The crazy thing about our Hall of Ancient Egypt is that every object has an amazing story behind it and there’s just so much to see that it’s easy to overlook some pretty fascinating pieces. Part of the mission of the Beyond Bones blog is to bring the little things to the big public. Here, all those fascinating little pieces that tend to get overlooked have their moment in the limelight. Case in point: this little golden statuette of Herishef. The artifact is only about four inches tall, but it’s golden sheen has managed to capture the eye of many a visitor despite the its location in a crowded case hidden in a dark corner. It was originally found with a silver shrine, and is fitted with a loop so it can be worn as an amulet.
Herishef is a very ancient, but somewhat overlooked Egyptian god. He is associated with fertility and the creation of life. His name means “he who is on his lake”. He is believed to have emerged from the primordial marshes of earth’s creation and is often associated with Osiris, the king of the underworld and the god of vegetation, and Re, who ferry’s the sun across the sky every day and through the underworld at night. In the case of our statue, the association is with Osiris. You can tell by his head dress, called the “Atef” crown. Osiris is almost always depicted wearing it.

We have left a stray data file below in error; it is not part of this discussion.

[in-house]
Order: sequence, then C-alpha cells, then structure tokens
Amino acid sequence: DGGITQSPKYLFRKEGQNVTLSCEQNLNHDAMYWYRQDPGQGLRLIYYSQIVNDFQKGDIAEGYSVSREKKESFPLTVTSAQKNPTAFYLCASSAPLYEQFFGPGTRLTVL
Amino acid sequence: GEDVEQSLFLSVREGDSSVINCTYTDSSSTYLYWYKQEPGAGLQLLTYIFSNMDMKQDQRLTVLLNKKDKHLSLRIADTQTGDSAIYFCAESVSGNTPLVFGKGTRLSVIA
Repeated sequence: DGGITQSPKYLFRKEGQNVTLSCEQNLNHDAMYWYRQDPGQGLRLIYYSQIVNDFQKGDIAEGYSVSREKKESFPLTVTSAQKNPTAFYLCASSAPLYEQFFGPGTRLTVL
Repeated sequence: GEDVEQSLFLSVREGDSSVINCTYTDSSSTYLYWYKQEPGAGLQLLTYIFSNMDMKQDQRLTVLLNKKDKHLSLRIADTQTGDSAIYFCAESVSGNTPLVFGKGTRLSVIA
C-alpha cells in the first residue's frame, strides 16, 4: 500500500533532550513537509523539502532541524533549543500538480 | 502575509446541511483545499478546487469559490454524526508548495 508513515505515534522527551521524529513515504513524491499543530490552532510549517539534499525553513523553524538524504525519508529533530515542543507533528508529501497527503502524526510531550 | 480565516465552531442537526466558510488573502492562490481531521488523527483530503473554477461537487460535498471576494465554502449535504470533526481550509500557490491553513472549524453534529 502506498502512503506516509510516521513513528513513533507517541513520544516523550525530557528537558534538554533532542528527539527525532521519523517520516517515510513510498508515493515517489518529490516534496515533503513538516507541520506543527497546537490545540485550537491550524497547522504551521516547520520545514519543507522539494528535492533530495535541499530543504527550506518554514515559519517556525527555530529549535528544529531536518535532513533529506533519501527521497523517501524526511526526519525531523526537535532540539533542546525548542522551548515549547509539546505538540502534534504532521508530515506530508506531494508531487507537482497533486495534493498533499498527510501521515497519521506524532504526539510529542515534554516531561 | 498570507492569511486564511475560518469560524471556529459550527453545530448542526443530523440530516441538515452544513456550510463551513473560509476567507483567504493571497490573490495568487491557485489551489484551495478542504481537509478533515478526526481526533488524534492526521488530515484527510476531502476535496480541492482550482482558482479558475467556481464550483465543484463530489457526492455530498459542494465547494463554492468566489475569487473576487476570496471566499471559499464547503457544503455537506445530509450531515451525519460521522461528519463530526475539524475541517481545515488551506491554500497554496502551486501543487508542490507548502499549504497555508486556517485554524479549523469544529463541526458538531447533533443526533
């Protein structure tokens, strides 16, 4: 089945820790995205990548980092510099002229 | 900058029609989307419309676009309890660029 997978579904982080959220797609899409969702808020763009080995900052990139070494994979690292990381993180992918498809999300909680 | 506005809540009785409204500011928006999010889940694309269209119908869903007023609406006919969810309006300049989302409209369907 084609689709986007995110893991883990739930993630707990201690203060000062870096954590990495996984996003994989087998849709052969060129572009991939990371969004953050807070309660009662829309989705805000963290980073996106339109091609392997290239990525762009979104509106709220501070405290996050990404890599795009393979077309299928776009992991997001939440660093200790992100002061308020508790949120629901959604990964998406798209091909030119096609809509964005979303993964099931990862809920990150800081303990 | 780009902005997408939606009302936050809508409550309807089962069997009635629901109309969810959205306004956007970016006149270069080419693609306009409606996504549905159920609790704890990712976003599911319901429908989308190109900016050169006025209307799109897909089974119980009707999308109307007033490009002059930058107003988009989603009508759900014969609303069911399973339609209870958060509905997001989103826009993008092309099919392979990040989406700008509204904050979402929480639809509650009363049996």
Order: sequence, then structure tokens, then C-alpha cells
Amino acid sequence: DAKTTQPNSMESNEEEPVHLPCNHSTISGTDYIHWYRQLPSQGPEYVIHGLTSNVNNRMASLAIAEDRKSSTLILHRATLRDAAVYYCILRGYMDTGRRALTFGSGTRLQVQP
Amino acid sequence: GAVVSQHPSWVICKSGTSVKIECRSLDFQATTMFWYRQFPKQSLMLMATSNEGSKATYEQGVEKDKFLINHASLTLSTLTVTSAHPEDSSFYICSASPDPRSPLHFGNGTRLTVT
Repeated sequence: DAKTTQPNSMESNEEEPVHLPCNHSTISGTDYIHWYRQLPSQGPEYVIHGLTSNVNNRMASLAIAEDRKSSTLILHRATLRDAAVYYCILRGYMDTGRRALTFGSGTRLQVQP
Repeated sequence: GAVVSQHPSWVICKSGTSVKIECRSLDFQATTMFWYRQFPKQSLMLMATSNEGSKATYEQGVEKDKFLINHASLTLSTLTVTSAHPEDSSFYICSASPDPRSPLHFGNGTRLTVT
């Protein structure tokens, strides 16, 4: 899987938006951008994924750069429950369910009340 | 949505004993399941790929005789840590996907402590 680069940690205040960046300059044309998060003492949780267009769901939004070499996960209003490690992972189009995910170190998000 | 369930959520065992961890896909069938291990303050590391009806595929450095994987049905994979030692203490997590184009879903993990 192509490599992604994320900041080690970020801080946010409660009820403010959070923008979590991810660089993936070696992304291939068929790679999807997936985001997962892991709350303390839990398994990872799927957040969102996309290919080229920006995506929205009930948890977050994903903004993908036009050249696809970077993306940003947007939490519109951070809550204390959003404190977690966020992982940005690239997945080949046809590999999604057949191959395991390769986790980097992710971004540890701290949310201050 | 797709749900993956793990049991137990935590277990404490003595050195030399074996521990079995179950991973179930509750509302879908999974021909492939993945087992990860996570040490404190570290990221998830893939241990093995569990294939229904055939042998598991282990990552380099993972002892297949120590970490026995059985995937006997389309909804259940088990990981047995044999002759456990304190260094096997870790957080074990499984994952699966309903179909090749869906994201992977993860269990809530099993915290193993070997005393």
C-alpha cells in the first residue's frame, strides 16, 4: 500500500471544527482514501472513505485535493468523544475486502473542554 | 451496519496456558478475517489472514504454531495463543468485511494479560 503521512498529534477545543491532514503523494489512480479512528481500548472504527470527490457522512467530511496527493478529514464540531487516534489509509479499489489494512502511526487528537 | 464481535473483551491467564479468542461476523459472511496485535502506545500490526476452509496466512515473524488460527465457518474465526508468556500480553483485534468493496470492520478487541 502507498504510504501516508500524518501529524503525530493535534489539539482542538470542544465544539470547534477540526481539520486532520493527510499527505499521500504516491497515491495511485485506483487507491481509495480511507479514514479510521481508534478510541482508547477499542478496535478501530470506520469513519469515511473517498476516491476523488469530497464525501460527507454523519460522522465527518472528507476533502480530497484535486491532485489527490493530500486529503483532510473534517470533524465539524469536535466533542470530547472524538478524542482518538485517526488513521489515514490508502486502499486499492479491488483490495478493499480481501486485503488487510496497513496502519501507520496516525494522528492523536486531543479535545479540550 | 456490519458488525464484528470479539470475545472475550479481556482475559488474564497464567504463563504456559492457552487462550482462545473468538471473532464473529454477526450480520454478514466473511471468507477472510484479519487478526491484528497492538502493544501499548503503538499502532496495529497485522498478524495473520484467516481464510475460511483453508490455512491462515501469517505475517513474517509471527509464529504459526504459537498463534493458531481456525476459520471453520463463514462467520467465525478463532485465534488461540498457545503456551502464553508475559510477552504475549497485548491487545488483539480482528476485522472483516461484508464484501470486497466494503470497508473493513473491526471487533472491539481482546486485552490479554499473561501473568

Why would Herishef be depicted wearing a piece of another god’s costume? Well, for the ancient Egyptians gods represented natural forces and abstract ideas. It was not unusual to combine the qualities of two gods into one symbolic artifact representing a new idea. The Egyptians gods were around for a long time, so they had to adapt their gods to the changing needs of the people, and this is one way that was accomplished.
Herishef was worshiped from at least the first Intermediate Period (c. 2181-2055 BCE) through to the Roman era. In fact, a stelae dedicated to Herishef was discovered at the Temple of Isis in Pompeii. The golden statuette on display in our Hall of Ancient Egypt was discovered by the famous Egyptologist Flinders Petrie circa 1904 in the remains of the great temple of Herishef, located in the ancient city of Herakleopolis, the cult center of the ram-headed god. In an interesting twist of fate, we happen to have the lid to the massive coffin of a priest devoted to Herishef, named Ankhemmaat, in another section of exhibit.
Stay tuned to the Beyong Bones blog for more glimpses into the fascinating history of those harder-to-spot objects. And don’t forget that you’re always welcome to come see our amazing exhibits for yourself! Admission to HMNS if free every Thursday during the summer from 3-6pm!